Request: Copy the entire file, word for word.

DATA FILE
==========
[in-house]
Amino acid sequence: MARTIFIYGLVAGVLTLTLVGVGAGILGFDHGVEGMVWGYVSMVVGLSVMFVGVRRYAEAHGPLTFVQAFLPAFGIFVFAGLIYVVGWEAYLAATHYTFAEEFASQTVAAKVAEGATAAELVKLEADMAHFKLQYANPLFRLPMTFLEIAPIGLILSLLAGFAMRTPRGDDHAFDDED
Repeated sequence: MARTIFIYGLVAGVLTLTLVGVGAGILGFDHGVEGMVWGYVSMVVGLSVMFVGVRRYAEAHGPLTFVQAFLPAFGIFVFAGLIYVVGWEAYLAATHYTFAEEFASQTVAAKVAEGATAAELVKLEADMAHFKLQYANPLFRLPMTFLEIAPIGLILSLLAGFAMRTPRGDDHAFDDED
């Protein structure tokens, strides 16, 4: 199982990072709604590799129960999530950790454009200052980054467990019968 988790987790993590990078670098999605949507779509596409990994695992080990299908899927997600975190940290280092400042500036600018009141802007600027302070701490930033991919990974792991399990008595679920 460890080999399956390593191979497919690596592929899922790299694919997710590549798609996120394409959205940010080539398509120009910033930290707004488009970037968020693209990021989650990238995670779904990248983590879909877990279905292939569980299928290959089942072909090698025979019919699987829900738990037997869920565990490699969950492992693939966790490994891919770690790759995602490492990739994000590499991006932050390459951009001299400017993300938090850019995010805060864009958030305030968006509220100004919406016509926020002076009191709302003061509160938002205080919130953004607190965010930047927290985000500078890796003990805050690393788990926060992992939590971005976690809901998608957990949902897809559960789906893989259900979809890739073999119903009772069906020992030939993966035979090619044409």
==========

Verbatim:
[in-house]
Amino acid sequence: MARTIFIYGLVAGVLTLTLVGVGAGILGFDHGVEGMVWGYVSMVVGLSVMFVGVRRYAEAHGPLTFVQAFLPAFGIFVFAGLIYVVGWEAYLAATHYTFAEEFASQTVAAKVAEGATAAELVKLEADMAHFKLQYANPLFRLPMTFLEIAPIGLILSLLAGFAMRTPRGDDHAFDDED
Repeated sequence: MARTIFIYGLVAGVLTLTLVGVGAGILGFDHGVEGMVWGYVSMVVGLSVMFVGVRRYAEAHGPLTFVQAFLPAFGIFVFAGLIYVVGWEAYLAATHYTFAEEFASQTVAAKVAEGATAAELVKLEADMAHFKLQYANPLFRLPMTFLEIAPIGLILSLLAGFAMRTPRGDDHAFDDED
């Protein structure tokens, strides 16, 4: 199982990072709604590799129960999530950790454009200052980054467990019968 988790987790993590990078670098999605949507779509596409990994695992080990299908899927997600975190940290280092400042500036600018009141802007600027302070701490930033991919990974792991399990008595679920 460890080999399956390593191979497919690596592929899922790299694919997710590549798609996120394409959205940010080539398509120009910033930290707004488009970037968020693209990021989650990238995670779904990248983590879909877990279905292939569980299928290959089942072909090698025979019919699987829900738990037997869920565990490699969950492992693939966790490994891919770690790759995602490492990739994000590499991006932050390459951009001299400017993300938090850019995010805060864009958030305030968006509220100004919406016509926020002076009191709302003061509160938002205080919130953004607190965010930047927290985000500078890796003990805050690393788990926060992992939590971005976690809901998608957990949902897809559960789906893989259900979809890739073999119903009772069906020992030939993966035979090619044409």